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Rabbi Kalmar's Message - Parshat Yitro 5781

“Understanding God, Others and Ourselves”

This past week we lost Rabbi Dr. Abraham J. Twerski.  In an address last evening about his brother, Rav Michel Twerski shared that one amazing trait of his brother was the ability to see the best in other people, to see their potential.  Rabbi Dr. Twerski worked with many people who were at the lowest points of their lives, often struggling with addictions such as alcohol, drugs, or pornography.  But Rabbi Twerski was able to see past the troubling behavior of those in front of him and see them in a better light.  This in turn would help those who were struggling and suffering to see themselves in a better light and help them to lift themselves out of their dark places.   This reminds me a lot of a statement said by my rebbe, Rabbi Yehuda Kelemer, zt”l, who said “we should never judge people by their worst moments”

The beginning of the first of the Aseres HaDibros (Ten Commandments) is אנכי ה’ אלקיך אשר הוצאתיך מארץ מצרים – I am Hashem your God who took you out of Egypt.
Does Hashem really need to introduce himself – I am God – you know, the one who took you out of Egypt – yeah – that’s me.  The Malbim says that this was not an introduction, but rather it was Hashem’s way of asserting authority.  I am the Lord and this is what I am saying to you.
The Medresh Pesikta D’Rav Kahana takes a different approach.  Until this point, says the Pesikta, the Jewish people had only experienced Hashem as a warrior – like at the sea.  At Sinai – he was like a scribe teaching Torah, at the times of Shlomo and Daniel, God was seen in different ways.  
As Rabbi Dov Lerner, rabbi of Young Israel of Jamaica Estates points out - until now God was seen as a warrior and protector and now we experience God as law giver and teaching us ethics.
The point of the statement of Anochi is – I am the same God who took you out of Egypt and you saw as a warrior, and I am the same God who now lovingly shares the Torah with you.
    One reason why idolatry appealed to the ancient world was that it is hard to understand a God who we experience in one way, and then experience in another way and then a third and then another.  It was easier to think about different gods with different attributes acting in their different ways with the world.  Scholars more recently have struggled with the text of the Bible that they see as a mixture of different styles with different names for God – the four-letter name of God vs. the Elokim name and have posited different human authors for the text.  And as human beings we struggle with the same God being responsible for goodness and beauty and bounty and life contrasted with evil and ugliness and famine and death.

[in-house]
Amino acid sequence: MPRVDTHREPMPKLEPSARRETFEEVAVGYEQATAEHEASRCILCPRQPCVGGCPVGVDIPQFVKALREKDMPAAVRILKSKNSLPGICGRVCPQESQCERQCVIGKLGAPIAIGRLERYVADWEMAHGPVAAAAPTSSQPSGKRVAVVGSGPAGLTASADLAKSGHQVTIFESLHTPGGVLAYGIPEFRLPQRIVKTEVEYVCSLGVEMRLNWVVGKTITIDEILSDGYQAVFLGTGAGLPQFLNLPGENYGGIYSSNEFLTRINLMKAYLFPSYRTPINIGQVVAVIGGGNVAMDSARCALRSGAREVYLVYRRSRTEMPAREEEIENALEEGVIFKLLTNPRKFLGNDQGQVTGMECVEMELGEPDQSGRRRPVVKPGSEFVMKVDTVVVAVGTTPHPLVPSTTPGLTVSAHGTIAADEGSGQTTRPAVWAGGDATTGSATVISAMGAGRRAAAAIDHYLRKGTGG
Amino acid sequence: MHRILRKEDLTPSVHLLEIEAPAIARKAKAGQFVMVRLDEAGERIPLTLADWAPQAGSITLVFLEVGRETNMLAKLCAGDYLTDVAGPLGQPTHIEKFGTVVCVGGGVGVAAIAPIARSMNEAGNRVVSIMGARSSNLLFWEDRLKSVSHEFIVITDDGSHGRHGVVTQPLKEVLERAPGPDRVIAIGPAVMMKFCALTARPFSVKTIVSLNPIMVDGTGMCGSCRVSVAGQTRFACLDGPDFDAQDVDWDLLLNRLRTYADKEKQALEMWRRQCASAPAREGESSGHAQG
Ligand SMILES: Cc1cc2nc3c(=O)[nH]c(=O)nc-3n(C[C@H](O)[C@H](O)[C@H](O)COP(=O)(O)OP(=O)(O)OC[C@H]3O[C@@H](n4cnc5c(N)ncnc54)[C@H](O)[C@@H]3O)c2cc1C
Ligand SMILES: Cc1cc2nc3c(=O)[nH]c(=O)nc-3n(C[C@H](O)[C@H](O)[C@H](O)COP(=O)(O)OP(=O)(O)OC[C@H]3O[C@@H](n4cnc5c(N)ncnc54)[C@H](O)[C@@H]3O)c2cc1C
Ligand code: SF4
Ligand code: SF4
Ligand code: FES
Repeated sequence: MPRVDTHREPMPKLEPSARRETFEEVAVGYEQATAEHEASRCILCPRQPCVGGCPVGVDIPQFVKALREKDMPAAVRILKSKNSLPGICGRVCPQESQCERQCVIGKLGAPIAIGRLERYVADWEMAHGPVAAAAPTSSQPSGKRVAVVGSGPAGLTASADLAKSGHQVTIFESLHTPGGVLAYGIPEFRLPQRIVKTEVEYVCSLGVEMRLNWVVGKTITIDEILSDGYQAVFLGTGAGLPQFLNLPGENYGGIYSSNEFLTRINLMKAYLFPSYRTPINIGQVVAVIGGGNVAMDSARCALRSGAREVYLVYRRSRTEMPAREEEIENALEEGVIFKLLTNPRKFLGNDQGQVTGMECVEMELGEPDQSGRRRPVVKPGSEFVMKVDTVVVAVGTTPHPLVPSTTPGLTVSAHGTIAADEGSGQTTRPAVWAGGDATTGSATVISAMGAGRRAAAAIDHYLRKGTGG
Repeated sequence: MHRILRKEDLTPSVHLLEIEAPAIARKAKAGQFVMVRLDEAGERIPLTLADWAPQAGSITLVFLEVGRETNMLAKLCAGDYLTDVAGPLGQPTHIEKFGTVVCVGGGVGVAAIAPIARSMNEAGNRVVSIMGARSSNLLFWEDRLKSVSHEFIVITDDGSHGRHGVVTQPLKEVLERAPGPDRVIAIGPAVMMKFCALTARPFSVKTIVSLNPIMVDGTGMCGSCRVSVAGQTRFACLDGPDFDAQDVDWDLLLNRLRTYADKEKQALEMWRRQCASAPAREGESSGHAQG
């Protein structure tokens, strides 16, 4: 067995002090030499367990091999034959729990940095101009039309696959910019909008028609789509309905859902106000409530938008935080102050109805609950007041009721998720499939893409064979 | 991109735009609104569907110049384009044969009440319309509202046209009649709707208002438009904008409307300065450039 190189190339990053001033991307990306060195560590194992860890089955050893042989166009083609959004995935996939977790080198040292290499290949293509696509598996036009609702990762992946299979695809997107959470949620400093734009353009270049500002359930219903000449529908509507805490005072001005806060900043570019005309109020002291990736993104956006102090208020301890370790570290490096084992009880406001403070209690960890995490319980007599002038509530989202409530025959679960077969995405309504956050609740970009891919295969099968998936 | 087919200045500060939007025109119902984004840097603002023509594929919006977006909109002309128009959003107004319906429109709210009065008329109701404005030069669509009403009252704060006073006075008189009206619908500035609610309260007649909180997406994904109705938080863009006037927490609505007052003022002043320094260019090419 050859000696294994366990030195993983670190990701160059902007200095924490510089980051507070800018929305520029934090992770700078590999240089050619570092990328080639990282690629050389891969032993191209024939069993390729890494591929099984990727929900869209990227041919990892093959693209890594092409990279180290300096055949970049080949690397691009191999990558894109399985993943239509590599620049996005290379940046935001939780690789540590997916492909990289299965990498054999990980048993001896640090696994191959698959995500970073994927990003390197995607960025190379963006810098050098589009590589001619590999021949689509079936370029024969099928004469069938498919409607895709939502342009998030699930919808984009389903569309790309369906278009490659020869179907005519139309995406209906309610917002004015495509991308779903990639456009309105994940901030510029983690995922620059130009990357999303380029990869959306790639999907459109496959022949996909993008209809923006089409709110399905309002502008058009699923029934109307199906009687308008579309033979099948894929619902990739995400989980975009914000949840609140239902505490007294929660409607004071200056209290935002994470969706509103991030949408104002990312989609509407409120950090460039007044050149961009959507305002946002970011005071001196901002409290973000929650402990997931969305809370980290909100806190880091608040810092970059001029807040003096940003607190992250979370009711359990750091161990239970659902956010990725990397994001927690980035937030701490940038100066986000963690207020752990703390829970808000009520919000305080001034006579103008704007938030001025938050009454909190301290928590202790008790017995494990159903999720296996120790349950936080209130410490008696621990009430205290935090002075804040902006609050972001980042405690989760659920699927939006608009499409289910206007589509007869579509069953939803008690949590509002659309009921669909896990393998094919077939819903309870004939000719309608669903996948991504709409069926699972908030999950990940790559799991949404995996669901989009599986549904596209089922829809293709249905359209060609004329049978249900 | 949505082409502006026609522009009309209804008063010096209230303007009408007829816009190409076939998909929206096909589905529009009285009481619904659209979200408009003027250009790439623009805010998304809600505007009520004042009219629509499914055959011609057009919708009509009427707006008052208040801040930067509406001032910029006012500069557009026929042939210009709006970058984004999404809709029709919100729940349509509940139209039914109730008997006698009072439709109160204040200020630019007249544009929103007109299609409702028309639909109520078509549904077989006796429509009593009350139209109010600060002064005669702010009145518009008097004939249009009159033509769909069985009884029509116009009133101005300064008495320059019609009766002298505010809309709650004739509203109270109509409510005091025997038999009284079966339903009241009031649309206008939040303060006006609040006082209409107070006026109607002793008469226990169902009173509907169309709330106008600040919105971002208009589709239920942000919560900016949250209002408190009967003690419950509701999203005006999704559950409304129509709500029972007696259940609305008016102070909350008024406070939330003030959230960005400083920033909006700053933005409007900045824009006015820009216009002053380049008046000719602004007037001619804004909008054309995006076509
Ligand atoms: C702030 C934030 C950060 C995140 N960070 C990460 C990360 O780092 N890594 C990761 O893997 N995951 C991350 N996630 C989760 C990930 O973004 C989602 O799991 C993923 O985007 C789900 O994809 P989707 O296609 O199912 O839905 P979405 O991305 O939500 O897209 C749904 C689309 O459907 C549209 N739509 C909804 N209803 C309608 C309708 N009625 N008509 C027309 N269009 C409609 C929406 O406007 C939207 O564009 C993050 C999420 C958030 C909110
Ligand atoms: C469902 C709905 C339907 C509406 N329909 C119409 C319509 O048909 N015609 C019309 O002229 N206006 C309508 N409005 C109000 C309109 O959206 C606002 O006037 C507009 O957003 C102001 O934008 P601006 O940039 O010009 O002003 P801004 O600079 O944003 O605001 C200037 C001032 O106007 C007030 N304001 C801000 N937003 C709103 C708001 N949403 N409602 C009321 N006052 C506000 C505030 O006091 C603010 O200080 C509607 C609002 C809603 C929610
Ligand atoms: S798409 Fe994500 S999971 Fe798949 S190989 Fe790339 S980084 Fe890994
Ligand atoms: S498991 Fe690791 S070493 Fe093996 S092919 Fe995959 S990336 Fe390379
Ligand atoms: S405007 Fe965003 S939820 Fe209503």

What God is saying, according to the Pesikta, in the first word of this first open conversation with mankind – is Anochi – I am the same God – I am one – even though you experience me in a multitude of ways.  God is complex and life is complex and as human beings it is easier to just expect to relate to God in one way.  What Hashem is telling us is that He has many names and many faces and many ways for us to relate to Him.
    And as human beings, we are meant to imitate God.  And we do imitate God in many ways.  One of the ways that we imitate God is that we are complex beings.  We do not always act the same way.  We do not always behave, think, or speak in consistent modes.   And sometimes our behavior does not match with our stated ideals.
    One of the great traits of Rabbi Dr. Twerski, and Rabbi Kelemer was to look at others without seeing only one dimension.     This is a great lesson for us.  We often associate people that we meet with a particular action or political party they support or decision they have made and we just paint them into a neat corner in our brain.  “That person is that way”  There is no room for the complexity of the whole human being.  It’s easier that way.  But it’s also lazier and it is wrong to do.  To truly understand others we need to be willing to take the bad with the good, to see the whole human being.
    And I would suggest that we also need to use this measure with ourselves.  Rabbi Dr. Twerski was famous for promoting the idea of boosting our self-esteem.   Often times we begin to think of ourselves as failures and we can’t get the worst parts of ourselves, our lowest moments, our most embarrassing moments, our moments of greatest ethical lapses, out of our minds.  We treat ourselves in a one-dimensional way.  “I can’t do/learn/teach/help/be/aspire/hope/accomplish  ‘x’ because I have done Y.”  This is not healthy.  We need to understand ourselves – to spend time thinking about who we really are – all of us – the whole person, the whole picture.
    May we take a lesson from the Pesikta, from Rav Kelemer, and from Rabbi Dr. Abraham J. Twerski – and work to stop seeing our God, our fellow and ourselves in a one-dimensional way.  Rather, let us see Hashem, others, and ourselves in a complex way, doing our best to be good Jews and good human beings in our relationships – Bein Adam LiMakom – between ourselves and our God, Bein Adam LiChaveiro, between ourselves and our fellow, and Bein Adam LiAtzmo – between ourselves and our selves.   

Good Shabbos.

Wed, May 18 2022 17 Iyyar 5782